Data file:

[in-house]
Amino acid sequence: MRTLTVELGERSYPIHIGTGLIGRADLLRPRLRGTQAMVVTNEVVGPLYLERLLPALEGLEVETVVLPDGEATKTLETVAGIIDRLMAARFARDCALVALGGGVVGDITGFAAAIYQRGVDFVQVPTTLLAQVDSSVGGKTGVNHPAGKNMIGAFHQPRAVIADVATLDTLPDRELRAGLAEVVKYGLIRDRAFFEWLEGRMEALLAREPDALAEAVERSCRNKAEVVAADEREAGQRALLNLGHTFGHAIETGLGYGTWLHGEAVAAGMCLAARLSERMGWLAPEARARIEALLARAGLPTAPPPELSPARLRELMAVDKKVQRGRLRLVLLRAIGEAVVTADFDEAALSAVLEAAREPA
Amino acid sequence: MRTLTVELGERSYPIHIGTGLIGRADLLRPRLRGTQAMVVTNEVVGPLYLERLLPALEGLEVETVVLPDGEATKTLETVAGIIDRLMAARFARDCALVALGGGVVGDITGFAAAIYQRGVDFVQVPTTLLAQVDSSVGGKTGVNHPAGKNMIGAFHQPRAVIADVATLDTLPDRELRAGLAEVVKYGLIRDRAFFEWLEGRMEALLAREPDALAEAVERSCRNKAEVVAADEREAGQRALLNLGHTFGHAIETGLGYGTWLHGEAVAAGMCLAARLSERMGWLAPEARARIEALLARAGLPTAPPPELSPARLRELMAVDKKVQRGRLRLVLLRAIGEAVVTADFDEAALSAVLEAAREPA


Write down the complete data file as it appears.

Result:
[in-house]
Amino acid sequence: MRTLTVELGERSYPIHIGTGLIGRADLLRPRLRGTQAMVVTNEVVGPLYLERLLPALEGLEVETVVLPDGEATKTLETVAGIIDRLMAARFARDCALVALGGGVVGDITGFAAAIYQRGVDFVQVPTTLLAQVDSSVGGKTGVNHPAGKNMIGAFHQPRAVIADVATLDTLPDRELRAGLAEVVKYGLIRDRAFFEWLEGRMEALLAREPDALAEAVERSCRNKAEVVAADEREAGQRALLNLGHTFGHAIETGLGYGTWLHGEAVAAGMCLAARLSERMGWLAPEARARIEALLARAGLPTAPPPELSPARLRELMAVDKKVQRGRLRLVLLRAIGEAVVTADFDEAALSAVLEAAREPA
Amino acid sequence: MRTLTVELGERSYPIHIGTGLIGRADLLRPRLRGTQAMVVTNEVVGPLYLERLLPALEGLEVETVVLPDGEATKTLETVAGIIDRLMAARFARDCALVALGGGVVGDITGFAAAIYQRGVDFVQVPTTLLAQVDSSVGGKTGVNHPAGKNMIGAFHQPRAVIADVATLDTLPDRELRAGLAEVVKYGLIRDRAFFEWLEGRMEALLAREPDALAEAVERSCRNKAEVVAADEREAGQRALLNLGHTFGHAIETGLGYGTWLHGEAVAAGMCLAARLSERMGWLAPEARARIEALLARAGLPTAPPPELSPARLRELMAVDKKVQRGRLRLVLLRAIGEAVVTADFDEAALSAVLEAAREPA